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Fielder v. Berryhill

United States District Court, D. New Mexico

January 10, 2019

CONNIE FIELDER, Plaintiff,
v.
NANCY A. BERRYHILL, Acting Commissioner of the Social Security Administration, Defendant.

          OPINION AND ORDER DENYING PLAINTIFF'S MOTION TO REVERSE AND REMAND

          KEVIN R. SWEAZEA UNITED STATES MAGISTRATE JUDGE

         Plaintiff seeks review of the Commissioner's determination that she is not entitled to disability benefits under Title II or Title XVI of the Social Security Act, 42 U.S.C. §§ 401-433, 1381-1383c. With the consent of the parties to conduct dispositive proceedings in this matter, see 28 U.S.C. § 636(c); Fed.R.Civ.P. 73(b), the Court has considered Plaintiff's Motion for Reversal and Remand and Brief in Support of Motion (Docs. 19 and 20), filed August 10, 2018, and the Commissioner's response in opposition (Doc. 22), filed September 24, 2018. Having so considered, the Court FINDS and CONCLUDES that Plaintiff's motion should be DENIED.

         I. PROCEDURAL BACKGROUND

         In January 2014, Plaintiff filed applications for Social Security and Supplemental Security Income disability benefits, alleging that she had been disabled since February 1, 2013, due to neuropathy, asthma, pinched nerve, and cage in neck. (AR 67, 69). On April 11, 2014, it was determined that Plaintiff was not disabled and her claim was denied. (AR 85-86). This determination was affirmed on September 22, 2014 (AR 109-10), and a subsequent hearing before administrative law judge (“ALJ”) Cole Gerstner, held on December 2, 2016, again ended in a denial. (AR 12-25).

         In making his decision, ALJ Gerstner engaged in the required five-step disability analysis, [1] first finding that Plaintiff had not engaged in substantial gainful activity since her alleged onset date of February 1, 2013.[2] (AR 17). At step two, the ALJ found that Plaintiff has the severe impairments of cervical stenosis, obesity, status-post cervical fusion multi-level, depression, asthma with mild-supplemental oxygen at night, and obstructive sleep apnea with nocturnal hypoxemia. (Id.). At step three, the ALJ determined that none of Plaintiff's impairments, whether alone or in combination, met or medically equaled the severity of a listed impairment. (Id.).

         ALJ Gerstner next assessed Plaintiff's Residual Functional Capacity (“RFC”), [3] finding that Plaintiff had the RFC to:

perform light work as defined in 20 CFR 404.1567(b) and 416.967(b). She can lift, carry, push and pull twenty pounds occasionally, ten pounds frequently. She can sit, stand, and walk six hours in an eight-hour workday. She can occasionally climb ramps, stairs, ladders, ropes, and scaffolds. She can occasionally crawl. She can have occasional exposure to unprotected heights and moving machinery. She can occasionally work around dust, odor, fumes and pulmonary irritants. She can perform simple, routine, unskilled tasks.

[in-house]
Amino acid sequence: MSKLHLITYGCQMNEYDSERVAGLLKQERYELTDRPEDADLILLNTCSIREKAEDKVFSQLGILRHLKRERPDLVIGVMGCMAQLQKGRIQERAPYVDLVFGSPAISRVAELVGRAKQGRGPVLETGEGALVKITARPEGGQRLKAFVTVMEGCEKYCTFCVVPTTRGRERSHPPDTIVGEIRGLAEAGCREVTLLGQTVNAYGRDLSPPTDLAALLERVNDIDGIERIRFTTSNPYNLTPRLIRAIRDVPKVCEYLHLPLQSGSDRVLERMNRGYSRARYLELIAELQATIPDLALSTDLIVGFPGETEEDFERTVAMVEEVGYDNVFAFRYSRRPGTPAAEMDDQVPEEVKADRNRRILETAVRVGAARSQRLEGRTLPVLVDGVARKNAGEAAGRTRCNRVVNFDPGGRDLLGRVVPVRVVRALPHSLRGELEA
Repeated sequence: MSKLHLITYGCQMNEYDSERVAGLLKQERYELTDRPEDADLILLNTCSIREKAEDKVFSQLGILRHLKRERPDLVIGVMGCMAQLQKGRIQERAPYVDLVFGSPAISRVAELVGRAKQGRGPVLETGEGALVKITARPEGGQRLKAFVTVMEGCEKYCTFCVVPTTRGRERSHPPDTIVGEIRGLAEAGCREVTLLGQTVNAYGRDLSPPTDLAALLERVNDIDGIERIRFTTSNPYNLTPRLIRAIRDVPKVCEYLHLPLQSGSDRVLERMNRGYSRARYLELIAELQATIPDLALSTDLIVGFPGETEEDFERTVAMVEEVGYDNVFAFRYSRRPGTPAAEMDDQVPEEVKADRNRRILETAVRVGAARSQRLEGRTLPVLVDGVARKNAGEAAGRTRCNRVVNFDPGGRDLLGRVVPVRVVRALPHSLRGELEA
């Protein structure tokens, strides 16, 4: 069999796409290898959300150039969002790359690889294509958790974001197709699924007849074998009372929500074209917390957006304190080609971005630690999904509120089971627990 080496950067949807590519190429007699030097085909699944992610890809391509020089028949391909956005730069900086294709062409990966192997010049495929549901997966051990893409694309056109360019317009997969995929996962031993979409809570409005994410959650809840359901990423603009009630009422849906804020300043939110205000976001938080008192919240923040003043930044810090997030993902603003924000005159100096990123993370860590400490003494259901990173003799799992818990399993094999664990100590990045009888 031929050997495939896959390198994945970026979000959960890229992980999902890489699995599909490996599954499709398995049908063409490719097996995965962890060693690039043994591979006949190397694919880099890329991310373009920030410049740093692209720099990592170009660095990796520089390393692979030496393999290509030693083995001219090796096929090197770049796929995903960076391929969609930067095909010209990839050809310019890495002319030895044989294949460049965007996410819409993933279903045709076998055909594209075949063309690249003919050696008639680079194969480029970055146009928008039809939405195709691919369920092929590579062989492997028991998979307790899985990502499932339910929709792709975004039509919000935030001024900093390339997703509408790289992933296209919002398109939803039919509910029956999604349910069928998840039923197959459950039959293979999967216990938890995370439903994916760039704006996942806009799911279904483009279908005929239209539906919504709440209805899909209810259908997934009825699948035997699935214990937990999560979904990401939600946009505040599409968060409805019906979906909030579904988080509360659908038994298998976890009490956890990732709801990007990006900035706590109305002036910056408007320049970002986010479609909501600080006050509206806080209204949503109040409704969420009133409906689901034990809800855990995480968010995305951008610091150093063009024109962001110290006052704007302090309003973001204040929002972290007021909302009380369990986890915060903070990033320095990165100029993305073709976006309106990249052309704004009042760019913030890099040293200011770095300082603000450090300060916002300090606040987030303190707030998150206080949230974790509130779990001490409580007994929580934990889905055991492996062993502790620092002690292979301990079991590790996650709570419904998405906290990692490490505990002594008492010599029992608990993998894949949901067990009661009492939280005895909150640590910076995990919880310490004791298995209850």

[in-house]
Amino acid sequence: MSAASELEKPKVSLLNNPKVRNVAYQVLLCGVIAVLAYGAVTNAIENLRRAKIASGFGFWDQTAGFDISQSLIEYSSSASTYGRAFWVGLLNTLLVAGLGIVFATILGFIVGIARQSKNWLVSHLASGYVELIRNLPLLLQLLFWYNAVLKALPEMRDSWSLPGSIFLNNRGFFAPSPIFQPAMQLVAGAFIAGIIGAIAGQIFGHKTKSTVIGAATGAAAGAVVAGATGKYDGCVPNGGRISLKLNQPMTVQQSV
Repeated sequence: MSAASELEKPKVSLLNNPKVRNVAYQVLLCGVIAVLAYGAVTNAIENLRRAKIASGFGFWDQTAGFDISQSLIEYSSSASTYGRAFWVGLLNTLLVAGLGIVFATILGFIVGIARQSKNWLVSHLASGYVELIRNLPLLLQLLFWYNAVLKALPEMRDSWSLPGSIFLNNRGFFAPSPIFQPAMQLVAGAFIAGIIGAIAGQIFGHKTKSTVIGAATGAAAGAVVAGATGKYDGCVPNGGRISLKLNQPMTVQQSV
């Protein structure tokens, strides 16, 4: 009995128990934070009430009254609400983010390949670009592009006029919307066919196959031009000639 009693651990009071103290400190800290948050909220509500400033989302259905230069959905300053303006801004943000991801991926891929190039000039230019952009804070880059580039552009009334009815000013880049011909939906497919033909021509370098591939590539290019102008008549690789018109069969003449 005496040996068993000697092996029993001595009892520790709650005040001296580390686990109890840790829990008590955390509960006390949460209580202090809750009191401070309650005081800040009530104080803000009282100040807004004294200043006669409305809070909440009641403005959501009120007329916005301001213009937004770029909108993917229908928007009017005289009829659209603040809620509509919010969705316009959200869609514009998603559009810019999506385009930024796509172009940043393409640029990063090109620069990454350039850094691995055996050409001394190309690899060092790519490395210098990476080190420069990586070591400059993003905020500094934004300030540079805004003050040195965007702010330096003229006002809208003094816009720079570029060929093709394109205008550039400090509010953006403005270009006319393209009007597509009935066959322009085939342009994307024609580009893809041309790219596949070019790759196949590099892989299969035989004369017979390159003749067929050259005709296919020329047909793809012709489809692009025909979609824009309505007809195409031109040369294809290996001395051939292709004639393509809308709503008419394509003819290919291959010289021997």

(AR 19-20). The ALJ then proceeded to steps four and five where, with the help of a vocational expert, he determined that Plaintiff could not perform her past relevant work but she could perform the requirements of representative occupations such as counter clerk retail setting, flat work tier, and merchandise marker. (AR 24).

         The ALJ's decision became final when, on January 19, 2018, the Appeals Council denied Plaintiff's request for review. (AR 1). See Sims v. Apfel, 530 U.S. 103, 106-07 (2000) (explaining that if the Council denies a request for a review, the ALJ's opinion becomes the final decision). See also 20 C.F.R. § 404.900(a)(1)-(5). Plaintiff now asks the Court to reverse and remand the Commissioner's decision.

         II. PLAINTIFF'S ARGUMENTS

         Plaintiff's challenge to the Commissioner's decision is based on the premise that ALJ Gerstner failed to include standing and walking limitations in his RFC findings. Plaintiff's argument is difficult to follow, however, as the only contention she supplies in support thereof is that the ALJ impermissibly assigned great weight to opinion evidence provided by non-examining state agency medical consultants. Plaintiff does not suggest that other source evidence was entitled to greater weight. Instead, she merely states that the consultants “reviewed the full record well more than two years prior to the ALJ's decision [in] this case and, more importantly, almost exactly 2 years before [her] need for supplemental oxygen.” (Doc. 20, p. 7). From this, Plaintiff concludes that her RFC is inaccurate and that the ALJ's errors in this regard tainted the remainder of his findings.

         Importantly, the Court's review of the Commissioner's decision is limited to determining “whether substantial evidence supports the factual findings and whether the ALJ applied the correct legal standards.” Allman v. Colvin, 813 F.3d 1326, 1330 (10th Cir. 2016). See also 42 U.S.C. § 405(g). It is not the function of the Court to review Plaintiff's claims de novo, and the Court may not reweigh the evidence or substitute its judgment for that of the ALJ. Glass v. Shalala, 43 F.3d 1392, 1395 (10th Cir. 1994). Plaintiff's arguments, to the extent they are discernable, do not establish that ALJ Gerstner erred in either his consideration or application of the evidence of record.

         III. ANALYSIS

         Prior to formulating Plaintiff's RFC, ALJ Gerstner considered the evidence of record and, as is relevant here, assigned “great weight” to the medical findings made by non-examining state agency consultants at both the initial and reconsideration levels of review. (AR 22). Not surprisingly, then, ALJ Gerstner's RFC ...


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